The findings regarding highway conditions correspond to data from FHWA's most recent report on the physical condition of the highway system. Recent FHWA highway condition and performance data indicate that the percentage of miles on the National Highway System with acceptable ride quality increased from 90 percent in 1995 to 93 percent in 1999. The number of deficient bridges declined from 26 percent of the total in 1995 to 23 percent in 1999.

The report is a compilation of several nationwide surveys conducted by the Bureau of Transportation Statistics and FHWA. During the surveys, respondents were asked questions on topics ranging from condition of highways to traffic congestion and on how well they thought highways serve communities. In addition, visitors to six national parks and six national forests were surveyed about their thoughts on the roads in those areas.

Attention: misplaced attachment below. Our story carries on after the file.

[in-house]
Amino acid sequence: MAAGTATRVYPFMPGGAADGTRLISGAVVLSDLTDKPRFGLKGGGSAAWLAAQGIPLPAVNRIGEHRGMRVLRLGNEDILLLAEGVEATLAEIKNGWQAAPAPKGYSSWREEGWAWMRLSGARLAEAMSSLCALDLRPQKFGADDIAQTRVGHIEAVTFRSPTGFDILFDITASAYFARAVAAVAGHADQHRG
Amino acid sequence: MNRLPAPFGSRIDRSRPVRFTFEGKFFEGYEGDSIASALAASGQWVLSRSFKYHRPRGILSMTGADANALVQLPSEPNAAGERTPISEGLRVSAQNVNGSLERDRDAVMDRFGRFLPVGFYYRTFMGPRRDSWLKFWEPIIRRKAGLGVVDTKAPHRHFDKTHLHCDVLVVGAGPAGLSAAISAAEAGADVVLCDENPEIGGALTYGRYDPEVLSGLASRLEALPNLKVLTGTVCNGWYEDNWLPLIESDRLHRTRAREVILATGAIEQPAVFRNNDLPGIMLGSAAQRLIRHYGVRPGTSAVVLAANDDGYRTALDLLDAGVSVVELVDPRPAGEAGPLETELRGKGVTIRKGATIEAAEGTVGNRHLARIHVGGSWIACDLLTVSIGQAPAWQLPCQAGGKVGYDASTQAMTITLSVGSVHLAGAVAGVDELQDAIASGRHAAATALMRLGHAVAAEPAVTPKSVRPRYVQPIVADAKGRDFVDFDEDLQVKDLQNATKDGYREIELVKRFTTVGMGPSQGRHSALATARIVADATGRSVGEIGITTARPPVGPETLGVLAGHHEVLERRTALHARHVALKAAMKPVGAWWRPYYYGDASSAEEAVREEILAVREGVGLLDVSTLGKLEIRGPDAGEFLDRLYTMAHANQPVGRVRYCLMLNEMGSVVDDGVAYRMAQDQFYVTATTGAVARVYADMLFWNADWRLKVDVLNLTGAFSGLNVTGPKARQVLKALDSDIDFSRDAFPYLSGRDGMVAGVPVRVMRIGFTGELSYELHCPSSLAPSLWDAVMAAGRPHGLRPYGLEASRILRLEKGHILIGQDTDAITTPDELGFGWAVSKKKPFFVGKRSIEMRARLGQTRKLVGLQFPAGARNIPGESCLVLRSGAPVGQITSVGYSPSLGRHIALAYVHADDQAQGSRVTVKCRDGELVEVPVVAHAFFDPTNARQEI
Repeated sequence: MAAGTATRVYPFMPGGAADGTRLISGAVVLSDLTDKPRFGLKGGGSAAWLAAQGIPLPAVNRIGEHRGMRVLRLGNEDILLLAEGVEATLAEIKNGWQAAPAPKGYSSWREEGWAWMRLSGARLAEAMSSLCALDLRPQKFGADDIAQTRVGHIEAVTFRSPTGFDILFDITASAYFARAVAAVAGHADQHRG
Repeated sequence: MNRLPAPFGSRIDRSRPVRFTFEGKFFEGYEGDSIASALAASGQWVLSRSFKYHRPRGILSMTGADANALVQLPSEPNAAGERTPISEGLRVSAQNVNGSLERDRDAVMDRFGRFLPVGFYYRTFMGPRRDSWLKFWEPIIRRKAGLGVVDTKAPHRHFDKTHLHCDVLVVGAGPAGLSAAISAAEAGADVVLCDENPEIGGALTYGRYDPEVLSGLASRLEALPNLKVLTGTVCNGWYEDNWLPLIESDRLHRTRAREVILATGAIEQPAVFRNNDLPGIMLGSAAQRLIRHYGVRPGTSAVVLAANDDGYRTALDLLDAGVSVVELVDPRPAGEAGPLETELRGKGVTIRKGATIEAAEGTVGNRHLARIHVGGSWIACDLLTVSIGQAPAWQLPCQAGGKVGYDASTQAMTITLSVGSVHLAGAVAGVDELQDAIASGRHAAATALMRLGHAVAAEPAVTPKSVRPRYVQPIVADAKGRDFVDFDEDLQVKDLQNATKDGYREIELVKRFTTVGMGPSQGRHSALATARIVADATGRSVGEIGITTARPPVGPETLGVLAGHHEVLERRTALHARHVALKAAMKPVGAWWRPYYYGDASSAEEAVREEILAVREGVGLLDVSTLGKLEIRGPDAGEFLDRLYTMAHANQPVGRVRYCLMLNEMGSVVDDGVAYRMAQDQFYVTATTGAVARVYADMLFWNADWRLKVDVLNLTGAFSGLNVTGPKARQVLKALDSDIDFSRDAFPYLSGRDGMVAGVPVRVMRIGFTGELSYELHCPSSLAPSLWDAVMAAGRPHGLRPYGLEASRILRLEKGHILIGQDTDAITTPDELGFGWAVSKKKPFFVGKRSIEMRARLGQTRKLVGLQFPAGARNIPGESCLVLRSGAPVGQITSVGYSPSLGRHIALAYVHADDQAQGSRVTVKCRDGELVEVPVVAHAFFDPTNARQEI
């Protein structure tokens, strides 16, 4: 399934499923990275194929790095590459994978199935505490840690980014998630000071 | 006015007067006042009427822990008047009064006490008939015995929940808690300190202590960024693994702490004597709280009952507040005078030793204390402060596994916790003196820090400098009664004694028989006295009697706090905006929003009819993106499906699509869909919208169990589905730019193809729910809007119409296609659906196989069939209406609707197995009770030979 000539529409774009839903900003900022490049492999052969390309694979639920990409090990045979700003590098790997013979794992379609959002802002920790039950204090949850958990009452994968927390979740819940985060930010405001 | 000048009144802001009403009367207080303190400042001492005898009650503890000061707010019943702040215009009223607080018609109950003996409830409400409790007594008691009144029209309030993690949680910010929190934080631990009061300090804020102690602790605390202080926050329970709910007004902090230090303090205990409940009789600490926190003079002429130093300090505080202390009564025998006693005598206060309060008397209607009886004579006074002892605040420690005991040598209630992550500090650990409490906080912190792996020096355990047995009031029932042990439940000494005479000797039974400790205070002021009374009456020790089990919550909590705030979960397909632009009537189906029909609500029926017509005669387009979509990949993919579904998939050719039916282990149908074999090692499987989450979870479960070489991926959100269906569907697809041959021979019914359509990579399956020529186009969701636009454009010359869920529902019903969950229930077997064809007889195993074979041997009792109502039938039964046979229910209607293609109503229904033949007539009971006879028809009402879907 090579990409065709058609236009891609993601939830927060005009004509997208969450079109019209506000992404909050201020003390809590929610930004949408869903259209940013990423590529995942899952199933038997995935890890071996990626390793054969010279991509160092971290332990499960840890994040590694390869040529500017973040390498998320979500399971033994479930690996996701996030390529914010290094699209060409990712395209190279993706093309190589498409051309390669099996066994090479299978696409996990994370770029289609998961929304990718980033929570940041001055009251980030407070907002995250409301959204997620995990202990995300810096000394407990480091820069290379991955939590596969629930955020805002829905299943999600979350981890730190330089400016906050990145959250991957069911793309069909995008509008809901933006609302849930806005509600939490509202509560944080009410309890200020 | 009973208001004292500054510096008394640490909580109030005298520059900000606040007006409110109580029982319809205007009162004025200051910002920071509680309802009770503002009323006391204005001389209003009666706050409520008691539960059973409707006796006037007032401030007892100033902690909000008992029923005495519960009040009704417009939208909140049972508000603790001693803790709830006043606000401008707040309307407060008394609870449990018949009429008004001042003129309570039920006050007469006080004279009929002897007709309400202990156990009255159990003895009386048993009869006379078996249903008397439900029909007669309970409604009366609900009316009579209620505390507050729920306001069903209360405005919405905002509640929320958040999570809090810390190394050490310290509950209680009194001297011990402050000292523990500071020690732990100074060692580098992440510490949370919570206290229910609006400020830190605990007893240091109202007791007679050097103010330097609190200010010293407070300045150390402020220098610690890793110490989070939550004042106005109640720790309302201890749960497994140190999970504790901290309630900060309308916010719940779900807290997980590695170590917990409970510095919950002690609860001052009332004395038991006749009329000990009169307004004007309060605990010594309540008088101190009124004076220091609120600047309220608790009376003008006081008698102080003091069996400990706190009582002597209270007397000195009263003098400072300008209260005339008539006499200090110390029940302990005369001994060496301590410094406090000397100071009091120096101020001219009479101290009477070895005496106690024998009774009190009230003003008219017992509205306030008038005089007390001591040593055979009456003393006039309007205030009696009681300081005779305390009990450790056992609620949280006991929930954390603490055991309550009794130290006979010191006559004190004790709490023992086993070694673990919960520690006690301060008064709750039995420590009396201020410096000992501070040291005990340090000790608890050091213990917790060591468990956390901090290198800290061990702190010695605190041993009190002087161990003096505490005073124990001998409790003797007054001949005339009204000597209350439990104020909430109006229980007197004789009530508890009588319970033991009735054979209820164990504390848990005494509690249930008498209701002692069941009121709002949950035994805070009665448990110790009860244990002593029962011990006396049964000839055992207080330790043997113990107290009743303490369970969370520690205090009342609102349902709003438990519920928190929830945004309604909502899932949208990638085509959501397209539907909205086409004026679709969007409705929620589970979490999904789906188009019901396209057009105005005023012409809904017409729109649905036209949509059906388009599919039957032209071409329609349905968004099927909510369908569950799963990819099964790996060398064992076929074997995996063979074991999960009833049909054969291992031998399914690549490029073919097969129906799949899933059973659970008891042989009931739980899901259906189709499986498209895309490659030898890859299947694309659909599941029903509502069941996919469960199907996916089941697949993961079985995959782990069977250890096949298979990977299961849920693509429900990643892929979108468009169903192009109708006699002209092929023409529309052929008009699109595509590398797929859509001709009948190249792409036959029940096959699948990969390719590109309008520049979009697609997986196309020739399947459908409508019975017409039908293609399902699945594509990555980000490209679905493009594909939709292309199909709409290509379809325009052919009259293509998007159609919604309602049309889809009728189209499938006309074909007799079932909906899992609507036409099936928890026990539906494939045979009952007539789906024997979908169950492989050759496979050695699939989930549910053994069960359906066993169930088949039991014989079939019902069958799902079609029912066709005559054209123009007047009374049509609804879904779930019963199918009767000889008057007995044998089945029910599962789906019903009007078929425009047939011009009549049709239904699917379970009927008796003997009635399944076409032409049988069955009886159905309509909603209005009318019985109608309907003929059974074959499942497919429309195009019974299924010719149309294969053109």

The survey is posted on the Internet at www.bts.gov/omnibus.

Personnel

Tignor Retires After 42 Years

On Feb. 1, Samuel (Sam) Tignor, Ph.D., P.E., retired after more than 42 years of service at the Federal Highway Administration. He was chief of the Traffic and Driver Information Systems Division, Office of Safety Research and Development, at the Turner-Fairbank Highway Research Center in McLean, Va.

During the late 1980s, Tignor led the development of the Highway Safety Information System (HSIS), which is now an eight-state crash, traffic volume, and highway inventory database used in identifying new areas for research and delineating proposals for safety studies.

In addition to his work on HSIS, Tignor led research on freeway management and incident detection, railroad-highway grade-crossing safety, visibility of changeable message signs, condition-responsive work-zone traffic control, and truck overturn warning systems.